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Reprinted with permission from AlterNet.

 

Testifying before the Senate on Wednesday, FBI Director Chris Wray confirmed what has already been widely reported — that the White House imposed direct limits on the bureau’s background investigation of Brett Kavanaugh as he faced sexual assault allegations ahead of his appointment to the Supreme Court.

Questioned by Sen. Kamala Harris (D-CA) about the investigation, Wray said the investigation was “limited in scope” under the directions received from the White House.

He added that this was “consistent with the standard process for such investigations going back quite a long way.”

He would not answer whether the FBI was directed to examine whether Kavanaugh lied under oath to the Senate, which many observers accused him of.

During the investigation itself, the White House consistently downplayed its role in circumscribing the investigation to avoid the appearance that it was designed to reach a preordained conclusion. For the sake of the court’s integrity, many argued that the FBI needed to be given a wide latitude to pursue many of the avenues of misconduct alleged against the then-nominee.

White House Press Secretary Sarah Sanders had said, “We’re going to allow the Senate to make the determination of the scope,” distancing the president from the process of directing the probe. And President Donald Trump himself had denied the reported limits on the probe, tweeting, “NBC News incorrectly reported (as usual) that I was limiting the FBI investigation of Judge Kavanaugh, and witnesses, only to certain people. Actually, I want them to interview whoever they deem appropriate, at their discretion.”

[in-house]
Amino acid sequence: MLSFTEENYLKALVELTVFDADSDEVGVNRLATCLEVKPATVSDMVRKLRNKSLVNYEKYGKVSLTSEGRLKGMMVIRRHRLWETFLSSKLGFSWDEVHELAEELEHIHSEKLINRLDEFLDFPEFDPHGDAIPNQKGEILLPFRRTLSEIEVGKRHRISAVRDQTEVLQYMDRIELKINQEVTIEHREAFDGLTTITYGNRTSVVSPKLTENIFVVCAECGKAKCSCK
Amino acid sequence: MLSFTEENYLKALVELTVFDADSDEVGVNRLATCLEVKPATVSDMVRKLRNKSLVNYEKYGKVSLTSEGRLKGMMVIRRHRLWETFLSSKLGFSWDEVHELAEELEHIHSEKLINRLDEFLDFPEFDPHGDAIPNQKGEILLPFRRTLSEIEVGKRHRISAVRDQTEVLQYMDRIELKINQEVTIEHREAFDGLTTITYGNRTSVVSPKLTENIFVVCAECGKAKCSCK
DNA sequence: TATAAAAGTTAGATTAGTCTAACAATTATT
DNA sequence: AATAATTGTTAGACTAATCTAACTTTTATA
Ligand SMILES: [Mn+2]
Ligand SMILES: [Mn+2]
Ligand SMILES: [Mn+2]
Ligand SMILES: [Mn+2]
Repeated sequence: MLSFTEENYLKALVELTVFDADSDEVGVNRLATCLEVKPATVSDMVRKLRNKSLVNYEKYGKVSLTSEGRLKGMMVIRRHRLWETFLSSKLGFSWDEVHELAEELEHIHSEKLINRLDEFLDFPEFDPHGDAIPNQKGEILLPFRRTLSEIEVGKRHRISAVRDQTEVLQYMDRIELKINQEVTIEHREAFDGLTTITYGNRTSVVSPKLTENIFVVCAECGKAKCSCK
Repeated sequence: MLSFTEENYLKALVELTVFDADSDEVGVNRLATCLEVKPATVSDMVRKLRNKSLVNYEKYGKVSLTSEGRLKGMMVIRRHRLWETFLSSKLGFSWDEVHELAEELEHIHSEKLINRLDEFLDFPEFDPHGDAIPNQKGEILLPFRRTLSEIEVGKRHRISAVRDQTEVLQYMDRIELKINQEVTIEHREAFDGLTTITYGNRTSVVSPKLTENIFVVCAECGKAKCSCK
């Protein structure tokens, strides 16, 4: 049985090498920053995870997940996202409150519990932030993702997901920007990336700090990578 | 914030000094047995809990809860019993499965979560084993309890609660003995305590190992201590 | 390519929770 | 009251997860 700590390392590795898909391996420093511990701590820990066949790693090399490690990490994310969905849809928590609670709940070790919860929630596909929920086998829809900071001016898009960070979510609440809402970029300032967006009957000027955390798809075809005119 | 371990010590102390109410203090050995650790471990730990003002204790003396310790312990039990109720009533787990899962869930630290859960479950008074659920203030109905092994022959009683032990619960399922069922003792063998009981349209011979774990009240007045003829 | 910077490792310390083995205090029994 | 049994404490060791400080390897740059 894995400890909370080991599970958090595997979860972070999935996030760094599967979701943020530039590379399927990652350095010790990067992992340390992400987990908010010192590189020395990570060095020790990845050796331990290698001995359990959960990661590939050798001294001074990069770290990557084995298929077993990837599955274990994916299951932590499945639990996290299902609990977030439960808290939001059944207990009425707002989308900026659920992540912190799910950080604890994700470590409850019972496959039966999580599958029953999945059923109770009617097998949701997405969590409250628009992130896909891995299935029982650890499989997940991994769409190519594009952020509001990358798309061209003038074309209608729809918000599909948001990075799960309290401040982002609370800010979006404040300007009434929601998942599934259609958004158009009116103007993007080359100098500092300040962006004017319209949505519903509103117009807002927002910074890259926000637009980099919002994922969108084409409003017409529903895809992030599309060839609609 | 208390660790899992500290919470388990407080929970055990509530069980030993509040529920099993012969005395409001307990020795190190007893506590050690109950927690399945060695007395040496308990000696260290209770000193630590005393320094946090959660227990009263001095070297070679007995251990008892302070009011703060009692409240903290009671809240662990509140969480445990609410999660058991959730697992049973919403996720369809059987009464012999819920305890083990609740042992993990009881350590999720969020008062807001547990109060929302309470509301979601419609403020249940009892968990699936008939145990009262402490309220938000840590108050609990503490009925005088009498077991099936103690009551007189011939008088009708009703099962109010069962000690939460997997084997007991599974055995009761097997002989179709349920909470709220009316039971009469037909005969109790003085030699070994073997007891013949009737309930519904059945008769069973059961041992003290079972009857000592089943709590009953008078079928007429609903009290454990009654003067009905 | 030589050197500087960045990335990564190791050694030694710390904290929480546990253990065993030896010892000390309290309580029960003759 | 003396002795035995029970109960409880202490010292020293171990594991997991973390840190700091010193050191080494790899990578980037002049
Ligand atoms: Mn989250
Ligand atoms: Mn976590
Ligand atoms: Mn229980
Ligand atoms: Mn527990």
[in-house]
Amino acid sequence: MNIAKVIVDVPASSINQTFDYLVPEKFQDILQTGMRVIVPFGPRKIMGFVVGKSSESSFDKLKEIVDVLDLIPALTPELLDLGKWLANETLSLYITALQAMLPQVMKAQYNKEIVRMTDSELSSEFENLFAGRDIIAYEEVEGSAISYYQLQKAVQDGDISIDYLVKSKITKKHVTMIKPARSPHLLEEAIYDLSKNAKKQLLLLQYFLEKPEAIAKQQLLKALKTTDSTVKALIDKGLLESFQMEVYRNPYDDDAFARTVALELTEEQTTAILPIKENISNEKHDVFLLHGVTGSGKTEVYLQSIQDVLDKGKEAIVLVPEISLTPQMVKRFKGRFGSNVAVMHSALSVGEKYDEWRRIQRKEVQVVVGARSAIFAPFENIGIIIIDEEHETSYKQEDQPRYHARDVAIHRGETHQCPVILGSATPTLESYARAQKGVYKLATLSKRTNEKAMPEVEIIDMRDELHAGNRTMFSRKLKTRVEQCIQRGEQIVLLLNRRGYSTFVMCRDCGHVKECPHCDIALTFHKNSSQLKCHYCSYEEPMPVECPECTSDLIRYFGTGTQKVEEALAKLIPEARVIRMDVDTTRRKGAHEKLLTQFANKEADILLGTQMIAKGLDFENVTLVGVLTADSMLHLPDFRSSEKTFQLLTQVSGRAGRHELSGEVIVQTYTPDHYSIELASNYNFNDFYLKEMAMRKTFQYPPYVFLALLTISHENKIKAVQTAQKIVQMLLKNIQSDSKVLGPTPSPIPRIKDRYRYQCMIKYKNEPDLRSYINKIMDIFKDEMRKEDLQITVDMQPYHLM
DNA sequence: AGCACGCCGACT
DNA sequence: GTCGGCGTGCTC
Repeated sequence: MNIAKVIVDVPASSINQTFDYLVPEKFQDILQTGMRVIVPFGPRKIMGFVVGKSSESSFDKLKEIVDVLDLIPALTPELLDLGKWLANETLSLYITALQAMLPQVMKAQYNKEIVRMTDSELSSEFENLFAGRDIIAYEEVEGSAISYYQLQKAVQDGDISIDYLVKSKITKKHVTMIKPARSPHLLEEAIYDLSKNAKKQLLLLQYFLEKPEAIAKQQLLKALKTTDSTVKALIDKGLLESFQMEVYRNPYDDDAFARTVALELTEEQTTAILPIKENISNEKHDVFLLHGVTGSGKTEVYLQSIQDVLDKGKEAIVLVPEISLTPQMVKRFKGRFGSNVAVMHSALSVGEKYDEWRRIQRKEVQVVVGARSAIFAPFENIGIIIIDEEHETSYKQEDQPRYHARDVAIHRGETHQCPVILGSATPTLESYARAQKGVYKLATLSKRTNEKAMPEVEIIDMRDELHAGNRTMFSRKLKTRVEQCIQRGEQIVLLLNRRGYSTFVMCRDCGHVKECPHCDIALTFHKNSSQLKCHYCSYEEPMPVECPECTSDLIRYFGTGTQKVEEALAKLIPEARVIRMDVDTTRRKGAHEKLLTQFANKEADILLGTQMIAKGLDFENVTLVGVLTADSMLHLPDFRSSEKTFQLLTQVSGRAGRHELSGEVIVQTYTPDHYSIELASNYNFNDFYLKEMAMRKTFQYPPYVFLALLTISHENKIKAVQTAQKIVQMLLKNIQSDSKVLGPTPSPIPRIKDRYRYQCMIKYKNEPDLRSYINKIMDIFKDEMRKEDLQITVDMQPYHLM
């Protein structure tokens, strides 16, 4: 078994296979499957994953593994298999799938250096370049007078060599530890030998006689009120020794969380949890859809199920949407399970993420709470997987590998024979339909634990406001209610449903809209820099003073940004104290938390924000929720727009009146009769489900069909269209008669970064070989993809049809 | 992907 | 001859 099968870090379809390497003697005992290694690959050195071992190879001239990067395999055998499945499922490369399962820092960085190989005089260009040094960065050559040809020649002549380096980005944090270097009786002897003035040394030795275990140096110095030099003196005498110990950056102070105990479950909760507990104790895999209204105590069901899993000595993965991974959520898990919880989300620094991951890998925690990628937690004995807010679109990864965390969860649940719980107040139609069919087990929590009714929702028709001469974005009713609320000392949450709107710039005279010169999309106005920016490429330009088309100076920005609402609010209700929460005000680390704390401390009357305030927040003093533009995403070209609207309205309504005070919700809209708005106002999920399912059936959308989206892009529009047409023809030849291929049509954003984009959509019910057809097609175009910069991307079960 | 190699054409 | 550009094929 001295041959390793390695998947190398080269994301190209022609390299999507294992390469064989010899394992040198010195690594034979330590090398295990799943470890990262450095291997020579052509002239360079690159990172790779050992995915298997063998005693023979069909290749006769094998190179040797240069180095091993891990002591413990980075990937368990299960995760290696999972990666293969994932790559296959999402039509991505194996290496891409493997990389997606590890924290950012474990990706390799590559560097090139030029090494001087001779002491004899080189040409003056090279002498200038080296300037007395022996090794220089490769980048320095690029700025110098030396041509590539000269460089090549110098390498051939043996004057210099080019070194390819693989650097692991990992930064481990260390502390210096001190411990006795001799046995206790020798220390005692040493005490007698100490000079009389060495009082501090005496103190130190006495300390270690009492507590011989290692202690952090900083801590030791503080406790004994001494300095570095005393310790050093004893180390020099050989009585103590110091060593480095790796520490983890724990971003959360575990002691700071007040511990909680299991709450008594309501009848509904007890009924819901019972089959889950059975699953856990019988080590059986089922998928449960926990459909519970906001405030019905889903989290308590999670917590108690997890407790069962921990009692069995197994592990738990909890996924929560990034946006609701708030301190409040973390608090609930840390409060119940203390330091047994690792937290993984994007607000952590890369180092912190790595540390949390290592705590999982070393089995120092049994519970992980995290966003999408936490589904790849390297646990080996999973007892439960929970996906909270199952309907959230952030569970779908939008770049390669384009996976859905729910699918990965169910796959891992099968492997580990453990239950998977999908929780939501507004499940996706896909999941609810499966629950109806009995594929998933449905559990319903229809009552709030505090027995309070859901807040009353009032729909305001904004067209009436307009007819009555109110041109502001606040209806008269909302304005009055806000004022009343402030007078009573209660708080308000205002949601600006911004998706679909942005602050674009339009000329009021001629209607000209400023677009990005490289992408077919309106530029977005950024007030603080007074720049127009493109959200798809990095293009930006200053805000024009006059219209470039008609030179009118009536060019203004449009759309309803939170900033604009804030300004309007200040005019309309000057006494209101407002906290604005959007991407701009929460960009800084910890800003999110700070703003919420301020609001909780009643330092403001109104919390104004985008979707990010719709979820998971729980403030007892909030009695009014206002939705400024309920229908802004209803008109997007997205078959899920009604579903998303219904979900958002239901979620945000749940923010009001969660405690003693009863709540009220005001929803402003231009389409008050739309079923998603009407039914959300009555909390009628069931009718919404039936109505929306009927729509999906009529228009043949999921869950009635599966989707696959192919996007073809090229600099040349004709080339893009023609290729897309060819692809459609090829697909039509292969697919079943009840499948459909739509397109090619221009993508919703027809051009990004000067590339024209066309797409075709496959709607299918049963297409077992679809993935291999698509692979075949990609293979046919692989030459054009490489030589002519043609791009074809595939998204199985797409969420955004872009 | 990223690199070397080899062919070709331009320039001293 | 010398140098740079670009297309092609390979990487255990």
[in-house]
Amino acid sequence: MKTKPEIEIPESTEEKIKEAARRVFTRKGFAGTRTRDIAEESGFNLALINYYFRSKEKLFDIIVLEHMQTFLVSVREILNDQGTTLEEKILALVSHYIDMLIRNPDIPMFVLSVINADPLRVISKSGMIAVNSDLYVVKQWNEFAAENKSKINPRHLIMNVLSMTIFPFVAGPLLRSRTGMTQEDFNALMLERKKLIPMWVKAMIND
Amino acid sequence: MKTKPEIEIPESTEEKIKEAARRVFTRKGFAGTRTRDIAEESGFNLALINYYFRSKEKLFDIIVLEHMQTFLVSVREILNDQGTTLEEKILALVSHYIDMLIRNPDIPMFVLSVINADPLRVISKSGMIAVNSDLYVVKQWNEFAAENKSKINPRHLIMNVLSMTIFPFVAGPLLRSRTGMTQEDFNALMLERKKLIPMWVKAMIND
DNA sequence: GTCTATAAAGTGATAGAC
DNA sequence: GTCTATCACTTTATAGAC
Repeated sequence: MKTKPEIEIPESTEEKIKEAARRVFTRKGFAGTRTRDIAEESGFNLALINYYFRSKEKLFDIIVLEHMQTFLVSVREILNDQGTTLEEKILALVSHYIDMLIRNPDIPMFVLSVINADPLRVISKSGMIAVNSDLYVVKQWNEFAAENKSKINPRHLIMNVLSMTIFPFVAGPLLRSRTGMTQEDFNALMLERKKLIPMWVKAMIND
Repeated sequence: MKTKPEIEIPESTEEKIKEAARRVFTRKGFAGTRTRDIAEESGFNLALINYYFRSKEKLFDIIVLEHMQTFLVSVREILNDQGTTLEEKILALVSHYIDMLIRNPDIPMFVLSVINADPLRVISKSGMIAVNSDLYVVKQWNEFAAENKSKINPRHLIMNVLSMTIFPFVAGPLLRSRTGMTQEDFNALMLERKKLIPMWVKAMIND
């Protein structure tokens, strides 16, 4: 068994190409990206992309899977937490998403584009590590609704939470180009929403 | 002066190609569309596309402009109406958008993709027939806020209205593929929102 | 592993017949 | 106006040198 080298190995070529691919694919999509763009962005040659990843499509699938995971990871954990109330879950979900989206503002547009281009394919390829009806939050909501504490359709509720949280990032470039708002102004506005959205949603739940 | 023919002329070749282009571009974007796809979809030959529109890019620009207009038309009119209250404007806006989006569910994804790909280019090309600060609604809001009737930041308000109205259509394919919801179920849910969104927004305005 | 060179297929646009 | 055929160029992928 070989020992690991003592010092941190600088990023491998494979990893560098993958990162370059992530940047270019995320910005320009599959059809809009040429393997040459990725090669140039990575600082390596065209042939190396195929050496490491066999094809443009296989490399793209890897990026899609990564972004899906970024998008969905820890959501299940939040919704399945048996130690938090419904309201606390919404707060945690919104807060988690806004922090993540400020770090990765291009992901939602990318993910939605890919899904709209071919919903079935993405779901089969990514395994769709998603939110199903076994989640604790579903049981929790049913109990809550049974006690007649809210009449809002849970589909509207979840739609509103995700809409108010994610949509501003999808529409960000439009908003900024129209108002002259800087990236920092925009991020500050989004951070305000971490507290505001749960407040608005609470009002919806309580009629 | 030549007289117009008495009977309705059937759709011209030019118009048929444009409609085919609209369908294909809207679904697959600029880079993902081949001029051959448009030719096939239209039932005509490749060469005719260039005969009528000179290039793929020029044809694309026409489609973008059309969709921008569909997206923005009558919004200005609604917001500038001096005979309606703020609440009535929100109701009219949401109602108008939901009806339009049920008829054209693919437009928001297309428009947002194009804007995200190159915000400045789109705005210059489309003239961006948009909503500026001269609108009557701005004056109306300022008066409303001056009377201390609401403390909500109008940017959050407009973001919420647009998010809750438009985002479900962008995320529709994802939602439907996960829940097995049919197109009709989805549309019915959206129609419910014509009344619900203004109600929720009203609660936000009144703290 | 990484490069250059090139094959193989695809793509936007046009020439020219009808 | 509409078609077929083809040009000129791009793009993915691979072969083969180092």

Watch Wray’s testimony below:

Cody Fenwick is a reporter and editor. Follow him on Twitter @codytfenwick.

 

Reprinted with permission from DailyKos

The coronavirus pandemic has changed much about American politics and society—but not everything. One constant is that Republicans believe a lot of stupid things about how to run a country. Correction: Who knows what they actually believe. Is it better if they're lying rather than deluded? Either way, Republicans definitely say a lot of stupid things.

One of their longest-standing vapidities is the hoary, cockeyed notion that government should be run like a business. Trump has said this, as has his supremely unqualified son-in-law Jared Kushner, and so did Mitt Romney during his 2012 presidential run, just to name a few.

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